Schwarzenegger is Back with a Vengeance
Reviewed By: Avraham Azrieli
Avraham Azrieli writes books and screenplays. His website is: www.AzrieliBooks.com

Arnold Schwarzenegger’s screen presence has not diminished since his early days in The Running Man, Total Recall, and the Terminator movies. Yes, he has aged, but every man would wish to age like that. Moreover, in Sabotage he shows a certain Clint Eastwood quality, combining a crusty veteran law enforcer who’s seen it all, the physical capabilities of a much younger man, and the capacity for violent outbursts of a teenager. In other words, with Sabotage, Schwarzenegger fulfills his famous promise — “I’ll be back!” — and he does it with a vengeance.

Sabotage is an action movie, and as such, it delivers. There is a great deal of violence, including shooting, hacking, punching, bombing, and more shooting, all topped off with bloody body parts galore. The dialogue, if you can call it that, is driven by incessant foul language, not only the classic four letter word, which is used on average twice in every sentence by most characters, but multiple variations of cussing bravado on steroids to the point of becoming borderline comical.

But Sabotage is not about witty dialogue, original character study, or clever plot. In fact, the plot here is a mere vehicle on which all the violence is loaded up and delivered with excellent cinematography and the latest special effects.

Sabotage is the latest of many action movies whose story is driven by the unbearable grieving of someone who lost beloved family members to evil, violent men. The lead character is understandably pushed to irrational and extreme actions by unbearable grief, thirst for revenge, and desire for a violent payoff. In Sabotage, the evil guys are drug cartels, the dead family is the wife and son of the commander of a DEA team, and the extreme action he takes has the good guys commit a cardinal sin that results in betrayal, loss, and deaths—many, many deaths. This is not an original storyline, but Sabotage does it well, with good acting and believable, if exaggerated, tough-guy camaraderie.

What perhaps distinguishes Sabotage more than anything is the absolute dedication to realistic images of human violence and depravity. While we have grown accustomed to squirting blood and hacked body parts in horror movies (and the occasional shocking scenes in mysteries and thrillers) Sabotage takes bloodletting explicitness to uncommon levels of butcher-shop clarity and detail. Perhaps it’s an attempt to compliment Quentin Tarantino by imitation, but Sabotage lacks the redeeming emotional depth of Django Unchained, the cocky charm of Inglorious Brothers, or the visual artistry of Kill Bill.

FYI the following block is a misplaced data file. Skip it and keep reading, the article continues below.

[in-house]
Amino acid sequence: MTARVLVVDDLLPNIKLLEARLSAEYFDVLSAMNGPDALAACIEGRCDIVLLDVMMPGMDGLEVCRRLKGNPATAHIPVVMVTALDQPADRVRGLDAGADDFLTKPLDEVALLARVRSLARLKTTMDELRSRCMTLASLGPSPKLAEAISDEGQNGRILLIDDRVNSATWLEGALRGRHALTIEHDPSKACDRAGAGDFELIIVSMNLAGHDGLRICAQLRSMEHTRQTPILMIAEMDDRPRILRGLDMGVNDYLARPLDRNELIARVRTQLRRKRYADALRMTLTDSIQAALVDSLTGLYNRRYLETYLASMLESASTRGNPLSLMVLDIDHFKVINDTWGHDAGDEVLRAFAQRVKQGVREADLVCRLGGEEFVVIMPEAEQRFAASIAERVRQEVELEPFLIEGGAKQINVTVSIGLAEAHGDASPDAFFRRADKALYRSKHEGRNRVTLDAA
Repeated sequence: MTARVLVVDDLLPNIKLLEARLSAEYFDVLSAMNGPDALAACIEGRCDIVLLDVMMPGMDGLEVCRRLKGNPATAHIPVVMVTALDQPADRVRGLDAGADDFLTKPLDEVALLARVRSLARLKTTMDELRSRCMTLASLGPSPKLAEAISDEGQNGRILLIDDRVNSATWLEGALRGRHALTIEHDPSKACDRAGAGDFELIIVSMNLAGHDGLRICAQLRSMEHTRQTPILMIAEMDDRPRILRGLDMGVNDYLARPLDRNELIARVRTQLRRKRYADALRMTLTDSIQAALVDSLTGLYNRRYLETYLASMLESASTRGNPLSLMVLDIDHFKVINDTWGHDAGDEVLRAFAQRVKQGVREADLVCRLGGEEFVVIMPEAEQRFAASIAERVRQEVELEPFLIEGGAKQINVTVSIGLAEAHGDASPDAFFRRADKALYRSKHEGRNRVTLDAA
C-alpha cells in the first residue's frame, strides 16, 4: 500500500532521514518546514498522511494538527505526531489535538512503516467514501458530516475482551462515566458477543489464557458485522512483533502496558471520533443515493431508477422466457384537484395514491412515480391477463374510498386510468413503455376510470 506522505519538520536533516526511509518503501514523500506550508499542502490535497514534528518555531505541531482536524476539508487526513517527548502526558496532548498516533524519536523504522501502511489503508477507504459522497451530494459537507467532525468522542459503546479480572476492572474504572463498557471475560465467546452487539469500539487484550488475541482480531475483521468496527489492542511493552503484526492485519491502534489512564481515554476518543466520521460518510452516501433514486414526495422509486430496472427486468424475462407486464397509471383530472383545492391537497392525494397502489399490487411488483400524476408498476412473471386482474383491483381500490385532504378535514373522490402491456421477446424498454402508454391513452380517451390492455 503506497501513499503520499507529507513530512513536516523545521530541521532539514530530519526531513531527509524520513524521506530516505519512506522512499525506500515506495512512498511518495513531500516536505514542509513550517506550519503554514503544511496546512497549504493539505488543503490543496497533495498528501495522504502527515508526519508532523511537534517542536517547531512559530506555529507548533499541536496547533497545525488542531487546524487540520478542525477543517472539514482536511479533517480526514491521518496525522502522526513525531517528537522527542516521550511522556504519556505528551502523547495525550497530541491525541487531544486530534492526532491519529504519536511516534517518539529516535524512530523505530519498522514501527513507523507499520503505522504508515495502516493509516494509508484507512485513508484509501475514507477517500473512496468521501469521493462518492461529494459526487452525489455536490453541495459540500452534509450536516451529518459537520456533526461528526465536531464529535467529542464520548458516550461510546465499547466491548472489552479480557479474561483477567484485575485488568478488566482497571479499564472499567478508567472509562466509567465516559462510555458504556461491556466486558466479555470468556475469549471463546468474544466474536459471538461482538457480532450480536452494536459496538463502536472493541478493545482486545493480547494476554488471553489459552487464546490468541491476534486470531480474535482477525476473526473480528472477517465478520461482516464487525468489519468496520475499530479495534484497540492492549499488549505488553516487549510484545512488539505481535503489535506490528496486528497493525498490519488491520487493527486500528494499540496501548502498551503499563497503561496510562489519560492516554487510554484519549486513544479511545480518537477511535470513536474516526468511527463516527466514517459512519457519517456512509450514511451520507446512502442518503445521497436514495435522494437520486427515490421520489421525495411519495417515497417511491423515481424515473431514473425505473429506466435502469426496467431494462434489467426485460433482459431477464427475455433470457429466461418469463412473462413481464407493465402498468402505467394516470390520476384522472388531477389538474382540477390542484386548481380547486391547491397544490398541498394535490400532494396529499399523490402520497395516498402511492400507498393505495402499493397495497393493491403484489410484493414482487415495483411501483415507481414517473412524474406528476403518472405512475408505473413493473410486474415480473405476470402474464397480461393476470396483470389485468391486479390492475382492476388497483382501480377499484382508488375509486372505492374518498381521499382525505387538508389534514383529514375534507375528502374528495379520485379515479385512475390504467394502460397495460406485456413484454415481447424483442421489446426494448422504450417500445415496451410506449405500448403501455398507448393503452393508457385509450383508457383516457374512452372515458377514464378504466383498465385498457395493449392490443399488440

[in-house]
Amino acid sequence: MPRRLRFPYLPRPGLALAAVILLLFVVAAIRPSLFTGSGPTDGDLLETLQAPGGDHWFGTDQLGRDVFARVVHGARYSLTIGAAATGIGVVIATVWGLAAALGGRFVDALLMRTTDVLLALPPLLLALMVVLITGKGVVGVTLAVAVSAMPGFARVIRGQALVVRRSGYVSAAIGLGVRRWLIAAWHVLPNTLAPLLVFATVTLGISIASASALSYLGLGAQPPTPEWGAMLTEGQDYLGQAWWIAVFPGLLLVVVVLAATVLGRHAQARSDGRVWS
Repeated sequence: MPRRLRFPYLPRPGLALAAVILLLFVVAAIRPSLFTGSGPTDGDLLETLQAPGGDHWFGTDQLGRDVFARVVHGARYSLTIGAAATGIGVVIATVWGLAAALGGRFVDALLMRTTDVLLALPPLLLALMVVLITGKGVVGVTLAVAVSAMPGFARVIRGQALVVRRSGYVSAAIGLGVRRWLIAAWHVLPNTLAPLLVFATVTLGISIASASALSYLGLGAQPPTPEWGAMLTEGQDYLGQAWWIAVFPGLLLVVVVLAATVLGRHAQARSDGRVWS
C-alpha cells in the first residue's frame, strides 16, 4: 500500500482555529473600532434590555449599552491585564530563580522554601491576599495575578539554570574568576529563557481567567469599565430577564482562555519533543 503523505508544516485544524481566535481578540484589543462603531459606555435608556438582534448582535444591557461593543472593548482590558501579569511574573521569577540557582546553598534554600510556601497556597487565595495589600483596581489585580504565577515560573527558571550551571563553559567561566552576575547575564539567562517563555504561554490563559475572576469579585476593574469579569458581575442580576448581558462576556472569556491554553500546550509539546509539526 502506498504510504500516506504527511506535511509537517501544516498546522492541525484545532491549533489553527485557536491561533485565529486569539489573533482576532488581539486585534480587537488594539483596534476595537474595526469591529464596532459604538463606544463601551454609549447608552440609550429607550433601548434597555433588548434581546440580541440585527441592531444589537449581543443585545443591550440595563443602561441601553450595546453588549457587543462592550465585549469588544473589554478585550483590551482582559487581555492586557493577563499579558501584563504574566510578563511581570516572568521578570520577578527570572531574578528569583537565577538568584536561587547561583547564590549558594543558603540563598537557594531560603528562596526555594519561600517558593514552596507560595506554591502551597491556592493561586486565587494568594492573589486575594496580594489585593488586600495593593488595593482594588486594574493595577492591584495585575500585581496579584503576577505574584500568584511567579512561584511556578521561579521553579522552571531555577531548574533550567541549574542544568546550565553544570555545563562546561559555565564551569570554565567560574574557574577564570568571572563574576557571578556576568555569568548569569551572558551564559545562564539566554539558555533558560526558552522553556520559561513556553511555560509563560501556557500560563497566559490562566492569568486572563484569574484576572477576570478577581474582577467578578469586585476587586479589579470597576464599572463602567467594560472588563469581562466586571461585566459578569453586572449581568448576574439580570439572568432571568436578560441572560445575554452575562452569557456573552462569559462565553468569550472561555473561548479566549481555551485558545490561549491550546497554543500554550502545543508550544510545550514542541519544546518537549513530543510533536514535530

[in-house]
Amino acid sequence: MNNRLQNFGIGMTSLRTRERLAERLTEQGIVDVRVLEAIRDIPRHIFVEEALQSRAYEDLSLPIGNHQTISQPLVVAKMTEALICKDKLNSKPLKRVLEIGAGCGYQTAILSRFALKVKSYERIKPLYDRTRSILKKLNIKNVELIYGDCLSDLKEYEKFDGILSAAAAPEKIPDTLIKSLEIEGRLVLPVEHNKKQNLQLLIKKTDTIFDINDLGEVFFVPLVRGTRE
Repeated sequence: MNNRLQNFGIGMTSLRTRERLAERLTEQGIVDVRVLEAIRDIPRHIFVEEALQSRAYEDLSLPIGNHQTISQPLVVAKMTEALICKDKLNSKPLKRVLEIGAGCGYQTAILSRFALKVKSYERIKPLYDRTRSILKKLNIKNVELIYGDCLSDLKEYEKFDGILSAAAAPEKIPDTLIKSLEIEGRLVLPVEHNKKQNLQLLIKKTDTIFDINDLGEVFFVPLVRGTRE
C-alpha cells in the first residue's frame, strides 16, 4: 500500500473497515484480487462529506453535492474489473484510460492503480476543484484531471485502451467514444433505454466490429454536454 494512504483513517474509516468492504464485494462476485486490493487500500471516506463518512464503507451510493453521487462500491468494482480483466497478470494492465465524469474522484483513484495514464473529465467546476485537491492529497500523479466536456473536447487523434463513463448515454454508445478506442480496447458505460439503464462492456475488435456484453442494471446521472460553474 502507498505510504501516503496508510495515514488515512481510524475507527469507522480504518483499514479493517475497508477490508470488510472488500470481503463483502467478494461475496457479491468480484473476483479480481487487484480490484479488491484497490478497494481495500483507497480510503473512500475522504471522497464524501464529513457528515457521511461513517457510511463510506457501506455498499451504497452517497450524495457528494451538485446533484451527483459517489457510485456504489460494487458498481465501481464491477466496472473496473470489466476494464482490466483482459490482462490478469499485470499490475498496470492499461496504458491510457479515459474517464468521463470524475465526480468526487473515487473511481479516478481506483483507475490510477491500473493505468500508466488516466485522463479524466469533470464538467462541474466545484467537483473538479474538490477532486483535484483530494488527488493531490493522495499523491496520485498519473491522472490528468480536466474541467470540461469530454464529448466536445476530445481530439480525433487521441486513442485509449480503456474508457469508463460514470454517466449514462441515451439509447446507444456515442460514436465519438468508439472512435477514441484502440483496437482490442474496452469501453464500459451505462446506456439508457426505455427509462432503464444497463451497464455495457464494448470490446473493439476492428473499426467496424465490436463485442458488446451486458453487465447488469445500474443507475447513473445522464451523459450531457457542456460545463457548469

Not that Sabotage is flat. Schwarzenegger is surprisingly capable and convincing both in his grief and in his care for his team, in addition to delivering great action scenes with aplomb. His character’s moral choices are deeply flawed, and he is believable in that role. In fact, while Sabotage type-cast him in a role similar to his older muscle movies, Schwarzenegger shows an uncanny ability to perform a range of emotions that could be a hint of things to come–in a trajectory similar to Clint Eastwood.

Supporting Schwarzenegger here are very capable actors, including (on his team of agents) Sam Worthington, Terrence Howard and Mireille Enos. But it is Olivia Williams who dominates the screen with a superb performance as a homicide detective who is torn between growing affection and rising suspicion, a classic heart v. mind conflict, which she delivers with subtlety and skill that foretell star roles to come.

In summary, despite its basic flaw of overdone crudeness and bloodiness, Sabotage delivers excellent action, consistent suspense and a familiar yet nuanced plotline, all spiced up with good acting and intense realism. It won’t win an Oscar, but it’s damned good entertainment.